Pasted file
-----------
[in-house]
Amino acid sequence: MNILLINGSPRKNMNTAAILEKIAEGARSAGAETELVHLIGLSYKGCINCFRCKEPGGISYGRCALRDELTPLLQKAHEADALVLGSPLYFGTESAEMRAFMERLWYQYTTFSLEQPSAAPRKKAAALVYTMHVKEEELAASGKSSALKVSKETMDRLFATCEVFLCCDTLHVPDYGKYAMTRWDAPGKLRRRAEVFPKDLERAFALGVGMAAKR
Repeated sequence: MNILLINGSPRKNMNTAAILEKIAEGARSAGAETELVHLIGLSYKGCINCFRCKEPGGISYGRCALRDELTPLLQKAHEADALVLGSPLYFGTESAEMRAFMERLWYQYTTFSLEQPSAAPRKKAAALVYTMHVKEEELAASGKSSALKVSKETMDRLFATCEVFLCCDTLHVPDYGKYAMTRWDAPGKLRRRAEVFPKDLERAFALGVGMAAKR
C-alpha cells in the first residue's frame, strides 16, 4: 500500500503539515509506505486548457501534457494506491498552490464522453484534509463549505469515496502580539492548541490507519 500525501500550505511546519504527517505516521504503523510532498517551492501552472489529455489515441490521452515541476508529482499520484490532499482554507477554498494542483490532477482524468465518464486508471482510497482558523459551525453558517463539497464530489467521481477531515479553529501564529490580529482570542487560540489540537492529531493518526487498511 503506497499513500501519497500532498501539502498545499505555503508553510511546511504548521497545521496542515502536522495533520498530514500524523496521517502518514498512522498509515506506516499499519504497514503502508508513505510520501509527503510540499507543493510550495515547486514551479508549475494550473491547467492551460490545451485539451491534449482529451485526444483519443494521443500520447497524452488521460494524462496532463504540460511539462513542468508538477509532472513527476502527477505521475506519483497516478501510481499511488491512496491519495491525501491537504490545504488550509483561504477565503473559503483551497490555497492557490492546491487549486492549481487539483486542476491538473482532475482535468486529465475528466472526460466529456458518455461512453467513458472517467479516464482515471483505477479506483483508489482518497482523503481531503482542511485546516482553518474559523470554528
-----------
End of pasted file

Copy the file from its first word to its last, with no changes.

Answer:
[in-house]
Amino acid sequence: MNILLINGSPRKNMNTAAILEKIAEGARSAGAETELVHLIGLSYKGCINCFRCKEPGGISYGRCALRDELTPLLQKAHEADALVLGSPLYFGTESAEMRAFMERLWYQYTTFSLEQPSAAPRKKAAALVYTMHVKEEELAASGKSSALKVSKETMDRLFATCEVFLCCDTLHVPDYGKYAMTRWDAPGKLRRRAEVFPKDLERAFALGVGMAAKR
Repeated sequence: MNILLINGSPRKNMNTAAILEKIAEGARSAGAETELVHLIGLSYKGCINCFRCKEPGGISYGRCALRDELTPLLQKAHEADALVLGSPLYFGTESAEMRAFMERLWYQYTTFSLEQPSAAPRKKAAALVYTMHVKEEELAASGKSSALKVSKETMDRLFATCEVFLCCDTLHVPDYGKYAMTRWDAPGKLRRRAEVFPKDLERAFALGVGMAAKR
C-alpha cells in the first residue's frame, strides 16, 4: 500500500503539515509506505486548457501534457494506491498552490464522453484534509463549505469515496502580539492548541490507519 500525501500550505511546519504527517505516521504503523510532498517551492501552472489529455489515441490521452515541476508529482499520484490532499482554507477554498494542483490532477482524468465518464486508471482510497482558523459551525453558517463539497464530489467521481477531515479553529501564529490580529482570542487560540489540537492529531493518526487498511 503506497499513500501519497500532498501539502498545499505555503508553510511546511504548521497545521496542515502536522495533520498530514500524523496521517502518514498512522498509515506506516499499519504497514503502508508513505510520501509527503510540499507543493510550495515547486514551479508549475494550473491547467492551460490545451485539451491534449482529451485526444483519443494521443500520447497524452488521460494524462496532463504540460511539462513542468508538477509532472513527476502527477505521475506519483497516478501510481499511488491512496491519495491525501491537504490545504488550509483561504477565503473559503483551497490555497492557490492546491487549486492549481487539483486542476491538473482532475482535468486529465475528466472526460466529456458518455461512453467513458472517467479516464482515471483505477479506483483508489482518497482523503481531503482542511485546516482553518474559523470554528